769: One NPS advances, one is delayed and one is nowhere to be seen
Today’s entry reports on the latest status of three forthcoming National Policy Statements.
National Policy Statements (NPSs) form the backbone of the Planning Act 2008 regime, setting out need for particular types of project and the impacts that should be addressed by project promoters and assessed by inspectors and decision-makers. There doesn’t have to be one in place to make an application, though: for example, several road and rail projects were approved before the corresponding National Policy Statement was in place.
While there are ten NPSs currently in place, three more are expected: one for water supply, airports and the geological disposal of radioactive waste.
This NPS will cover reservoirs, dams and water transfer projects. There may be a few coming up as it tends to rain less where water is needed.
Being terribly modern, the Department for Food, Environment and Rural Affairs (Defra) has tweeted that the NPS is to be developed and that one can email email@example.com to be provided with updates.
This may be a small step but it is the first public acknowledgement that the NPS will be published after all.
Defra, don’t forget that the corresponding nationally significant infrastructure project types have not yet been brought into force in the Planning Act.
The government consulted on a draft Airports NPS from February to May, or to give it its full title the ‘Draft Airports National Policy Statement: new runway capacity and infrastructure at airports in the South East of England’, or to give its purpose ‘The Airports NPS provides the primary basis for decision making on development consent applications for a Northwest Runway at Heathrow Airport’. So let’s call it the Airport NPS.
The consultation document promised that updated passenger forecasts would be made available during the consultation period so that they could be taken into account in responses. Due (officially) to the intervention of the general election this did not happen, and a draft air quality plan was also delayed, although the final plan came out before its deadline of 31 July.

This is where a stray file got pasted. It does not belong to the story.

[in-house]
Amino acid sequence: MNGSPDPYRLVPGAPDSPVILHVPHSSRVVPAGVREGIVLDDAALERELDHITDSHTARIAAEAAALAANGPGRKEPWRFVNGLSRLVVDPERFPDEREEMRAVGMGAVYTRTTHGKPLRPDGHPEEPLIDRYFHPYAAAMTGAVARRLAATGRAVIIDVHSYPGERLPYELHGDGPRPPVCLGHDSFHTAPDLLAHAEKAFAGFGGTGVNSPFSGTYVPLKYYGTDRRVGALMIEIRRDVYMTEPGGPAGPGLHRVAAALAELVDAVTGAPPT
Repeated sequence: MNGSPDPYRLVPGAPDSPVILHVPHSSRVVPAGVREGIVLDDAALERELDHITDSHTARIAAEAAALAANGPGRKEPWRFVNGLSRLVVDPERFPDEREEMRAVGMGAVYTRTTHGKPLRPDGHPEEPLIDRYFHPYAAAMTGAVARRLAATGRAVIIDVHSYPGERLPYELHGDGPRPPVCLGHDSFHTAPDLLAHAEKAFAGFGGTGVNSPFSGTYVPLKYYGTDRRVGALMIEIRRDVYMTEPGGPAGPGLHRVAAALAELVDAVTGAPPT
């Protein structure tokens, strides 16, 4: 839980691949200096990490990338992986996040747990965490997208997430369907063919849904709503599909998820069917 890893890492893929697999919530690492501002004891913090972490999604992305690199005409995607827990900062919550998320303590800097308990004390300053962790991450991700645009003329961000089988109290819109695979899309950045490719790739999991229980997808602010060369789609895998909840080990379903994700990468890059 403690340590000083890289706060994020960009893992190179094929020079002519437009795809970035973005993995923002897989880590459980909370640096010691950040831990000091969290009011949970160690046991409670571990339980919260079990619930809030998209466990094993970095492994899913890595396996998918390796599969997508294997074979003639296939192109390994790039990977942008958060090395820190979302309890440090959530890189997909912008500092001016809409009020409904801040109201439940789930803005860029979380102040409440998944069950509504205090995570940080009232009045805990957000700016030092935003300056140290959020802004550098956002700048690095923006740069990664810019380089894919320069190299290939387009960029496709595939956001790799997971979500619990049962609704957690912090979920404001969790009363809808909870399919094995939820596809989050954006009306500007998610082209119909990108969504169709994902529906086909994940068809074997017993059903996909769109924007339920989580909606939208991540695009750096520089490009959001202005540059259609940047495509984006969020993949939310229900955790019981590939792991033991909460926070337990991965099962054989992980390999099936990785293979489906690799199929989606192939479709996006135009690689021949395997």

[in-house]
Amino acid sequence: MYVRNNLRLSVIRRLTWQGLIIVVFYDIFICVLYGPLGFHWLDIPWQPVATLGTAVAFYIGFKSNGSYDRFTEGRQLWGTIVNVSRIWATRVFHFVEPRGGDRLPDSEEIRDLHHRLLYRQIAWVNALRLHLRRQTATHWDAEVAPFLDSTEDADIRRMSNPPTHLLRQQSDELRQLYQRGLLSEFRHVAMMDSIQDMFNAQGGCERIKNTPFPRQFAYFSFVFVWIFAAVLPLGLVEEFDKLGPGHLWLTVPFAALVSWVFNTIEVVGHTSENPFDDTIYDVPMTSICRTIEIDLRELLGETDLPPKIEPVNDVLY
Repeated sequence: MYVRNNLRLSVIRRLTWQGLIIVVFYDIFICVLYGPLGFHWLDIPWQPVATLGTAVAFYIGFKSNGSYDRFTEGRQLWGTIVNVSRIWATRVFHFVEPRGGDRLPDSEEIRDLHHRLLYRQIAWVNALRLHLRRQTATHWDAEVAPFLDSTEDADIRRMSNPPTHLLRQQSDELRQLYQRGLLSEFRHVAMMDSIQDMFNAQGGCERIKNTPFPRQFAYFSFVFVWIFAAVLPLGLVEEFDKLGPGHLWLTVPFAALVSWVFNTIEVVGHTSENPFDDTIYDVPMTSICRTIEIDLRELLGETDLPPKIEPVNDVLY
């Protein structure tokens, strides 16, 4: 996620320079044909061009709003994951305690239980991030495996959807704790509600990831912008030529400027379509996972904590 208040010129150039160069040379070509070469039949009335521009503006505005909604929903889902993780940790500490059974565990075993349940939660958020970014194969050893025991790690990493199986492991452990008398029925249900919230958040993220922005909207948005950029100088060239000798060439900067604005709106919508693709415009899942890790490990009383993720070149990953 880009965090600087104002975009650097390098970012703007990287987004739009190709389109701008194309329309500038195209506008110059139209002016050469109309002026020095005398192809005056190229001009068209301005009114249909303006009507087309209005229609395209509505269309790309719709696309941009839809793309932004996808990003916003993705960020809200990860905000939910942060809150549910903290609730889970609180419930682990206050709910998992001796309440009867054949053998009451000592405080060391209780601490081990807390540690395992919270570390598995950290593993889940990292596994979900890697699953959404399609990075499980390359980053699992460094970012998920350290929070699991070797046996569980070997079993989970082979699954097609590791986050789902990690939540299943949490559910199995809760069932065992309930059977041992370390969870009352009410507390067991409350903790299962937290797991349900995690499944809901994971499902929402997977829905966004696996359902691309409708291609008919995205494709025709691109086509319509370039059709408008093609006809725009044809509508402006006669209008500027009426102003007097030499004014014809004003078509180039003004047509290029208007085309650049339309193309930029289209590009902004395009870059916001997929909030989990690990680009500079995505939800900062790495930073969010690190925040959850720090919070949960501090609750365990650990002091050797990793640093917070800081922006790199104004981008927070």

Yesterday the Secretary of State for Transport Chris Grayling MP announced (here, see page 139) that there would be a further consultation on the passenger forecast and air quality aspects of the Airport NPS. He didn’t actually launch the consultation, as the forecasts still aren’t available, but said it would take place later this year.
Meanwhile, the Transport Select Committee will be reconstituted on Monday (members: Lilian Greenwood (Lab) in the chair, Ronnie Cowan (SNP), Steve Double (Con), Paul Girvan (DUP), Huw Merriman (Con), Luke Pollard (Lab), Laura Smith (Lab), Iain Stewart (Con), Graham Stringer (Lab), Martin Vickers (Con) and Daniel Zeichner (Lab)) and we must wait to see if it invites further submissions before holding evidence sessions (before the election it received evidence and timetabled one evidence session but cancelled it).
The finalisation of the NPS having already been delayed from the end of this year to ‘the first half of next year’ may be delayed further, although the government is sticking to the first half of next year. I suspect it will be on or just before 30 June in that case.
Also yesterday, the government published an interim report into the consultation so far, by Sir Jeremy Sullivan, a retired planning judge (I like the way his ‘biography‘ on the gov.uk website seems to think that despite his distinguished career his only claim to fame is supervising this consultation).
He thought the consultation was well-planned and with one exception, well-executed. The one exception was a leaflet distributed to 1.5 million households which (a) was too much of a ‘hard sell’ for Heathrow and (b) listed 20 local consultation events but didn’t say where they were being held.
Geological disposal of radioactive waste
The third NPS that is on the cards is to deal with the project to dispose of radioactive waste in deep storage somewhere as yet undetermined. It’s another one-project NPS, effectively, although the NPS will also cover test boreholes and there may be more than one final site.
I understand that this NPS was drafted back in 2015 when it was delayed by that election and has not been seen since.
A Mr Darryl Lee established at the end of May via a Freedom of Information request that the NPS has not yet been published, and there is no date for when it will be published. The government wouldn’t release the draft because it can withhold documents that are unfinished. With a certain exasperation the government signs off with ‘we have received a number of freedom of information requests from you and would like to understand any underlying concerns you may have’.
No other NPSs have been mooted, but the first ones are getting a bit old now. The suite of six energy NPSs was designated in June 2011, over six years ago, and the ports and waste water ones were designated over five years ago. They say they will be kept under review, but the waste water one explicitly says this is expected to be every five years or so.
So, how about thinking about reviewing the NPSs that are over five years old?